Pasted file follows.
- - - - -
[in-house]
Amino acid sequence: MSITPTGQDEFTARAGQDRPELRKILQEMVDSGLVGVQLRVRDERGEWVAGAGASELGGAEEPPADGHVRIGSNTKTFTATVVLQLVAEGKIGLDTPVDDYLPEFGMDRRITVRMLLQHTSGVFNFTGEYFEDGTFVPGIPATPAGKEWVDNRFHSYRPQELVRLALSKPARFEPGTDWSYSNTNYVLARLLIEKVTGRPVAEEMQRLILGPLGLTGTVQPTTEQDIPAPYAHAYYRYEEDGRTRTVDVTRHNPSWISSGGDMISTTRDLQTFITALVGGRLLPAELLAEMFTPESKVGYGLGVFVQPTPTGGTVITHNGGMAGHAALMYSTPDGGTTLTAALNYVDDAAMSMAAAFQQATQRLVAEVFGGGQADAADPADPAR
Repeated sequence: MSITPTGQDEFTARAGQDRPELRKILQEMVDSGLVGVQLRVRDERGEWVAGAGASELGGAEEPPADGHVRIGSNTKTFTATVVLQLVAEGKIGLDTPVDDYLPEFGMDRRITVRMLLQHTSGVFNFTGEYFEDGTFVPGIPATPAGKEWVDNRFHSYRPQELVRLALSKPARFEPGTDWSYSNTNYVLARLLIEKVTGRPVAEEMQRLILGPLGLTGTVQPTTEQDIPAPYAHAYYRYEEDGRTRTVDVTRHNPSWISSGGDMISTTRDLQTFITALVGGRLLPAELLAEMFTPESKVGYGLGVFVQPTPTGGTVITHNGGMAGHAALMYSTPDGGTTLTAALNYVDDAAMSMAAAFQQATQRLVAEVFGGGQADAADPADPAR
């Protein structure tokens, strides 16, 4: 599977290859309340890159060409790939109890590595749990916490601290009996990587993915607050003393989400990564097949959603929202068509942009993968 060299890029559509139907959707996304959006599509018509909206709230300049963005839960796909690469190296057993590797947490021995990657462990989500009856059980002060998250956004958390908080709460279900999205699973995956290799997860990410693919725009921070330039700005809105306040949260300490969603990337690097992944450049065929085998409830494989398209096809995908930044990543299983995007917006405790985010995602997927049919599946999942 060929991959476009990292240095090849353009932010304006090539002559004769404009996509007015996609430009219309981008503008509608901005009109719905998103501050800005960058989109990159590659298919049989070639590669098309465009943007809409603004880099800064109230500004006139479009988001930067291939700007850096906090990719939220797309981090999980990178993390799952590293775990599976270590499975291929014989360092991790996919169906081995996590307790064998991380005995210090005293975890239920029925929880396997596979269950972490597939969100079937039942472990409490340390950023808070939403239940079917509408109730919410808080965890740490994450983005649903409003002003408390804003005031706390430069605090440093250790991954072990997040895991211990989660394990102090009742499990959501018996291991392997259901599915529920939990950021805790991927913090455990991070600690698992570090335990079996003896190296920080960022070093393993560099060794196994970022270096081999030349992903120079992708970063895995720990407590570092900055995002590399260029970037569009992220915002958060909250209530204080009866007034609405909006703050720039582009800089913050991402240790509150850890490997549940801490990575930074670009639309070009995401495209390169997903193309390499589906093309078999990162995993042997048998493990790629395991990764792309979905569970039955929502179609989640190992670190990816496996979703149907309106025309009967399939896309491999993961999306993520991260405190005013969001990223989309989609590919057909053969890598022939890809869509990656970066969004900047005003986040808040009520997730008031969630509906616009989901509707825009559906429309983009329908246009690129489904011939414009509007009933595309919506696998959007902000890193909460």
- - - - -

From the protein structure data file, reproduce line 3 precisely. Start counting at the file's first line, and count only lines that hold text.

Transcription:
Repeated sequence: MSITPTGQDEFTARAGQDRPELRKILQEMVDSGLVGVQLRVRDERGEWVAGAGASELGGAEEPPADGHVRIGSNTKTFTATVVLQLVAEGKIGLDTPVDDYLPEFGMDRRITVRMLLQHTSGVFNFTGEYFEDGTFVPGIPATPAGKEWVDNRFHSYRPQELVRLALSKPARFEPGTDWSYSNTNYVLARLLIEKVTGRPVAEEMQRLILGPLGLTGTVQPTTEQDIPAPYAHAYYRYEEDGRTRTVDVTRHNPSWISSGGDMISTTRDLQTFITALVGGRLLPAELLAEMFTPESKVGYGLGVFVQPTPTGGTVITHNGGMAGHAALMYSTPDGGTTLTAALNYVDDAAMSMAAAFQQATQRLVAEVFGGGQADAADPADPAR